One of the reserve’s unique offerings is the chance to do overnight (2-4 nights) wilderness trails through the reserve. These trips were first started in the 1950s by Ian Player and have since become a bucket list item for wildlife enthusiasts. The chance to view big game on foot accompanied by armed game guards and sleeping under the stars is a truly unforgettable wilderness experience!

A storm brews over the hills of Hluhluwe-iMfolozi during the rainy season
A storm brews over the hills of Hluhluwe-iMfolozi during the rainy season.
Elephants crossing the road are always a treat to spot.
Elephants crossing the road are always a treat to spot.
Dung beetles hard at work
Dung beetles hard at work.

2. Eastern and Western Shores sections of the iSimangaliso Wetland Park – an unspoiled coastal wilderness


The Eastern and Western Shores sections of the iSimangaliso Wetland Park are both very special. These reserves surround the largest estuary in Africa (Lake St Lucia) and form part of South Africa’s first proclaimed UNESCO World Heritage site.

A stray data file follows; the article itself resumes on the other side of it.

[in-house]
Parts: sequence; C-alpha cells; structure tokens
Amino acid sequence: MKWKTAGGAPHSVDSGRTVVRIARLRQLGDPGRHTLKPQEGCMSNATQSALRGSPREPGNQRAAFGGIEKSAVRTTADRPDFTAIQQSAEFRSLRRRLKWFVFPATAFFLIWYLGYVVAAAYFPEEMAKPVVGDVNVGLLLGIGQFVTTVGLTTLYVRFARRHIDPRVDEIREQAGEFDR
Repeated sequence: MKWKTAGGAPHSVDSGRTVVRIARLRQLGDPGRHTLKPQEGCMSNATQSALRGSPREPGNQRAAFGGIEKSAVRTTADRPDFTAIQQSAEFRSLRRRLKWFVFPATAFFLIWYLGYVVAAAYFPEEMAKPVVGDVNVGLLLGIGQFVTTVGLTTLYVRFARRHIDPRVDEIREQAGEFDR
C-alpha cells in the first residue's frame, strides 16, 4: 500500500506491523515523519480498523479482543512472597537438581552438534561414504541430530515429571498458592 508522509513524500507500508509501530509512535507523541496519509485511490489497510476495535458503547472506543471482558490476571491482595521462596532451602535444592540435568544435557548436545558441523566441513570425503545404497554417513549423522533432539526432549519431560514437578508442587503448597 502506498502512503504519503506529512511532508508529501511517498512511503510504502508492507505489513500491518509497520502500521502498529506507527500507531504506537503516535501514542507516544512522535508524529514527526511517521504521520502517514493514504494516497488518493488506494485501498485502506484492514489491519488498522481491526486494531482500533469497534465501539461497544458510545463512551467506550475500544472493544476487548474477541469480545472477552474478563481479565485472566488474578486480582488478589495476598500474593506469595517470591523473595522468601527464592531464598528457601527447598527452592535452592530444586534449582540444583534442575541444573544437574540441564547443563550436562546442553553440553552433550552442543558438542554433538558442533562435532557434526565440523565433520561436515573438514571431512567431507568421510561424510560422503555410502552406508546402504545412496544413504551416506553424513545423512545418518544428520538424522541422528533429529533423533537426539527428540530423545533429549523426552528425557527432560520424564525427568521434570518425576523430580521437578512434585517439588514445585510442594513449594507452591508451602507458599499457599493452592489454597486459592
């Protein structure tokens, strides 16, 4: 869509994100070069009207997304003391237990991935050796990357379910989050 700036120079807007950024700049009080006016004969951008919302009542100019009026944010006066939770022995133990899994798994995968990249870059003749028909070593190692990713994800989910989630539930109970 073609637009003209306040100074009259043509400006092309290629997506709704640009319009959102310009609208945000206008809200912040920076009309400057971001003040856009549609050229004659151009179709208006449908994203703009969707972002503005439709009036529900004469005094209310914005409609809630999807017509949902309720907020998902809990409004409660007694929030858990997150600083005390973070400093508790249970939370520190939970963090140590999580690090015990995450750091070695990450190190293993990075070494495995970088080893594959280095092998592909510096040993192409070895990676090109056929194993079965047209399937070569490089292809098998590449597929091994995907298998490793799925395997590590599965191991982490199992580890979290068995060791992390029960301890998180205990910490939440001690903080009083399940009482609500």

Viewing deck overlooking the Eastern Shores Section of the iSimangaliso Wetland Park.
Viewing deck overlooking the Eastern Shores section of the iSimangaliso Wetland Park.

Lake St Lucia is a very unique estuary and is the only of its kind in the country. The estuary is 80km long and 23km across at its widest point, and consists of a sinuous channel from the mouth that opens out into two linked lakes. It is home to the country’s highest density of hippos and crocodiles as well as a wide diversity of flora and fauna.

Together with the game areas of the Eastern and Western Shores, visitors to this region can simultaneously view the world’s largest sea, river and terrestrial mammals – the whale, hippo and elephant.

Lake St Lucia estuary
Lake St Lucia estuary: one of our favourite game reserves in KZN
The iSimangaliso Wetland Park is home to the highest density of hippos in South Africa
The iSimangaliso Wetland Park is home to the highest density of hippos in South Africa
The uMthoma Aerial Boardwalk
The uMthoma Aerial Boardwalk looks out over the Western Shores
Finding Zebra on the western shores on our night drive
Finding zebra on the Western Shores on our night drive
The iSimangaliso Wetland Park is also famous for it's incredible coastline
The iSimangaliso Wetland Park is also famous for its incredible coastline.

3. uMkhuze Game Reserve – the big five and thousand year old trees